In a sense, VMware's VDC-OS is already on the market, since it simply aggregates all of their existing products, says Enterprise Strategy Group analyst Mark Bowker. The technology upgrades VMware is discussing this week could be available in the second quarter, Bowker says, when the company is expected to launch VMware Infrastructure 4, the next version of its core platform which includes the ESX Server, high availability software, backup technology, dynamic scheduling, live migration and other components.
VMware's Dan Chu, vice president of emerging products and markets, says the nation's economic problems are pushing customers toward VMware's core propositions of increasing utilization of existing IT resources and doing so in a way that quickly deploys new computing capacity to end users.
"Especially in this economic climate, people are ready for a change," Chu says. "They're frustrated by the amount of IT spend and maintenance. Customers are ready for computing as a service ... IT that's available on demand."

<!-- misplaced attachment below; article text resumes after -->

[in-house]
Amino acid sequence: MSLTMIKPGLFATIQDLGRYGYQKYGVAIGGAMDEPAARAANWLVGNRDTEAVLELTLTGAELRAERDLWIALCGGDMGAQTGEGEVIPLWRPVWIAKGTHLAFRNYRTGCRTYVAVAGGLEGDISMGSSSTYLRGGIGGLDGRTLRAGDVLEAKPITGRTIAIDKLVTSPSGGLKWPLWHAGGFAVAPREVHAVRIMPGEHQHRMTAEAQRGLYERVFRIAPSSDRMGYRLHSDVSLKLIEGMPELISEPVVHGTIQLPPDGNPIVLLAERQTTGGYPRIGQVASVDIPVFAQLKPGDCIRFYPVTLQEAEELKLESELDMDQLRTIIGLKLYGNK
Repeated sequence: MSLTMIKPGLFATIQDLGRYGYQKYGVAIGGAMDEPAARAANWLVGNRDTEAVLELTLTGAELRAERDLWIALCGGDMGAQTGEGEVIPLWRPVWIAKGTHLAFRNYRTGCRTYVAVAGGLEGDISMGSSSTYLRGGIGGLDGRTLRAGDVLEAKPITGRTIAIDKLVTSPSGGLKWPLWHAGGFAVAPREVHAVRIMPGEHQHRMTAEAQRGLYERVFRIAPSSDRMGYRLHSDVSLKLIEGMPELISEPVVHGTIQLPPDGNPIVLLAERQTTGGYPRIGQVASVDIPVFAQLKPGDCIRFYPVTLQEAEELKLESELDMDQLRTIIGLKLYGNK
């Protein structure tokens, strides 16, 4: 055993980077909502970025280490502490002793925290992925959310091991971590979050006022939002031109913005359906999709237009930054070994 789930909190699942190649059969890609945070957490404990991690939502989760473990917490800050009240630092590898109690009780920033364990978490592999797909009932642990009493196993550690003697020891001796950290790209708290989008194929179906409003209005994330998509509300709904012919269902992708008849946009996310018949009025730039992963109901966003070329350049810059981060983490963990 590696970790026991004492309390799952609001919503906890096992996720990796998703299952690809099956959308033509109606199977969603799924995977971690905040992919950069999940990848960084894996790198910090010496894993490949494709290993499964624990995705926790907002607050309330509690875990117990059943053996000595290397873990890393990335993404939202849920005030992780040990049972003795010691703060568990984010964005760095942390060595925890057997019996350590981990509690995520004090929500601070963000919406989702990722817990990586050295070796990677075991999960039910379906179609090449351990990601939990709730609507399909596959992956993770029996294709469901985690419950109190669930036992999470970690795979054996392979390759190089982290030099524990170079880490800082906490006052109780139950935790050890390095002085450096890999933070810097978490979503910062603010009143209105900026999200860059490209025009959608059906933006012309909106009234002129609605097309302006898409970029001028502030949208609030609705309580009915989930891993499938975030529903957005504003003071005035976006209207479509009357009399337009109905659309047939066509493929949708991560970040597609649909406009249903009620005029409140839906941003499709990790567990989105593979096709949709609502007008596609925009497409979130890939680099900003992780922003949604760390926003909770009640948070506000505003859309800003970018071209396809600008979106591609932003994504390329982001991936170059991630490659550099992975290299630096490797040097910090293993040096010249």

The vCloud API, which is in private release for service providers and software vendors, allows applications to be moved from private data centers to external cloud services without being rewritten. Companies that will provide cloud services with vCloud include SAVVIS, SunGard, Telefonica, Telstra and Terremark.
So far, VMware is saying that its various management tools will only work on top of the VMware hypervisor. In other words, physical servers and servers virtualized by MicrosoftMicrosoft, or any other vendor will not be compatible with the VDC-OS. Alles zu Microsoft auf CIO.de